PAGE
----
Richard Dredge

Richard Dredge

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Richard Dredge

Richard Dredge

Mercedes F400 Carving

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The F400 Carving looked bonkers, but it was a deadly serious testbed for cutting-edge tech

Few car makers are as conservative as Mercedes, but every so often this huge German conglomerate lets its hair down and produces something so utterly barking that it shows there’s a great sense of humour somewhere inside the corporation. However, as with all great design studies, there was a serious side to the F400 Carving too; it incorporated some technologies that were wacky to say the least, but which could also be refined to make Mercedes’ production cars better in a multitude of ways.

The F400 Carving followed in the tyre tracks of the F100 of 1991, the F200 Imagination of 1996 and the F300 Lifejet which was unveiled in 1997. While the F100 was a radical MPV and the F200 a technologically advanced coupé, the F300 was a three-wheeler sports car quite unlike anything ever to come out of the Mercedes factory. So in some ways the F400 Carving was a bit less radical than what had gone before. But not much.

As with the previous concepts, the F400 showcased radical chassis technologies aimed at producing cars more dynamically capable and safer than ever before, which is no mean feat when you consider what a great record Mercedes has in the latter area.



As well as those radical chassis technologies, the F400 also experimented with lightweight materials in its construction, cutting-edge design elements and some features which were so advanced that when the F400 was unveiled, it wouldn’t have been able to be driven on public roads because legislation was still to be passed that would allow the car to be road-legal. In the event, some of those technologies would go on to be fitted to some of Mercedes’ production cars.

Mercedes didn’t hold back when it came to packing the F400 with technology; just about every aspect of it was a break from the norm. Indeed, Mercedes referred to it as a mobile research laboratory, and while some of its features were too madly impractical to ever be used in a production car, there were plenty of real-world technologies in there too.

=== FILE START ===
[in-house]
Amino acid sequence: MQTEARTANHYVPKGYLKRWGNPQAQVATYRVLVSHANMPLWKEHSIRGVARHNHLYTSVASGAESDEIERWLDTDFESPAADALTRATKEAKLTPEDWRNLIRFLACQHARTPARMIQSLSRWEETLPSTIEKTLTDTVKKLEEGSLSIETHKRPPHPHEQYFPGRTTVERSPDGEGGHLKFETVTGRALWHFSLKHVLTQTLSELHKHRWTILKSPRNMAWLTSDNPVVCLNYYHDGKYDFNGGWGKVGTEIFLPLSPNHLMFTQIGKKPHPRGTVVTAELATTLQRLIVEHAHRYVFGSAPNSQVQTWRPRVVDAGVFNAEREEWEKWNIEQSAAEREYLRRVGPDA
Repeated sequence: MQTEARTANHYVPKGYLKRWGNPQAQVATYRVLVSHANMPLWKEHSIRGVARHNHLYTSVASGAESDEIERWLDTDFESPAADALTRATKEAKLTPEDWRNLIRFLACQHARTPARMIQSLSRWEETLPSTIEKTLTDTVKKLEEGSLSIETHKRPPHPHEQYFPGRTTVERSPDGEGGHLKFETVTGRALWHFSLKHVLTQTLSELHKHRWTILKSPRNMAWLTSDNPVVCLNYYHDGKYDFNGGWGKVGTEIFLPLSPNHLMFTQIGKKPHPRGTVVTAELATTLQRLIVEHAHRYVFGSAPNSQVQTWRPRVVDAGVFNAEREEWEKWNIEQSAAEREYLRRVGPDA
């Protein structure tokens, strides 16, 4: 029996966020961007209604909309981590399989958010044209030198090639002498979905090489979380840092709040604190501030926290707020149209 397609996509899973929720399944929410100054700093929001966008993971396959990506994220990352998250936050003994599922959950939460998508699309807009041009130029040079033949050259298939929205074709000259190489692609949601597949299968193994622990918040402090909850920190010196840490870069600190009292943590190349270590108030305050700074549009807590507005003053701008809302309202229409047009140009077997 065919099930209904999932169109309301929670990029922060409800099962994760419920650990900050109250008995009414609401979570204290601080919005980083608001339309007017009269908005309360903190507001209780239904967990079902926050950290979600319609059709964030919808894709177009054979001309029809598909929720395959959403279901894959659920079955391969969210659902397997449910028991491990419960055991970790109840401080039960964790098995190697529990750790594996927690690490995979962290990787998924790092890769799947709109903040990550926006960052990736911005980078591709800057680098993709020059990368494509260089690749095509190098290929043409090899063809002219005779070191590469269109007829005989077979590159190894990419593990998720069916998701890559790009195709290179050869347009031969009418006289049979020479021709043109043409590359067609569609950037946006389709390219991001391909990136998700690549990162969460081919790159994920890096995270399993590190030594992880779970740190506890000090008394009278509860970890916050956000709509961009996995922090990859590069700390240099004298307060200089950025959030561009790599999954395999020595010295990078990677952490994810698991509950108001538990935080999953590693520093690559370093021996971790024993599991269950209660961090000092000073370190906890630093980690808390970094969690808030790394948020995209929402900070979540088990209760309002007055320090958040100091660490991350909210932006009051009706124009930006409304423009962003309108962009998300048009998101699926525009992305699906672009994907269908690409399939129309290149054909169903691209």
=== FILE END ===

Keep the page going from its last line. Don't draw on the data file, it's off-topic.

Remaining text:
For example, the fibre-optic headlamps were more compact but much brighter than conventional units. The carbon ceramic brakes were also far more efficient and longer lasting than their more usual steel equivalent, but also far more costly.

However, it was that radical suspension design which was the key to the F400; the clue was in the name F400 Carving. Just as when a skier leans into the corner for greater stability when turning at speed, the F400 featured computer-controlled adjustable suspension which allowed the wheels to lean by up to 20 degrees from the vertical. When combined with newly developed tyres, there was up to 30% more lateral stability available compared with a conventional system, which was a major benefit to safety.

Those tyres not only incorporated an asymmetrical tread pattern, but there were two of them per wheel. On the outside was a 19-inch tyre for when the F400 was being driven in a straight line, while on the inside of the wheel there was a 17-inch tyre for when the car was being cornered.

Other technologies packed into the F400 included an electro-hydraulic braking system, electronic stability programme, a by-wire electric steering system (with no mechanical linkages) and a 42-volt electrical system.

To go with all of this cutting-edge technology the F400 Carving featured styling that was unconventional to say the least; the designers found it extremely tricky to come up with an appealing exterior design when there was such radical chassis technology to be accommodated. They had to come up with a concept that allowed the wheels enough room to move during cornering with active camber control on the one hand, while also ensuring that the car also looked good with the wheels in the normal position. Whether or not they succeeded is up to you to decide…

Taking these criteria as the starting point, a competition was launched, inviting young designers from the Mercedes studios in Germany, Japan and the USA to come up with ideas. A flood of suggestions came in, ranging from utopian supercars to comical fun-cruisers and from four-seater cabriolets to pure driving machines with one-man cockpits. Bearing in mind what won, it would be fascinating to see some of the designs that didn’t make the grade…

The F400 was intended to evoke thoughts of a perfectly proportioned and superbly conditioned athlete; lean, muscular and aggressive. From some angles it also looked a bit lop-sided, and even more so once the doors were opened; they rose up sharply in a nod to the legendary 300SL Gullwing, launched exactly half a century before the F400.

Inside it was a minimalist-fest, with little more than the bare essentials. There wasn’t even a proper windscreen; instead there was an aeroscreen. A pair of dials in front of the driver was just about all the instrumentation on offer, but while it was pretty stripped-out it reeked of quality thanks to the alloy details that abounded. But if there was one thing that really signalled the F400’s intent, it was the four-point race harnesses fitted to each of the two seats.


Vital statistics
Debut Paris 2001
Engine Front-mounted, 3199cc, V6
Transmission 6-speed sequential manual, rear-wheel drive
Power 221bhp
Torque 232lb ft
Top speed 150mph
0-60mph 6.9 seconds

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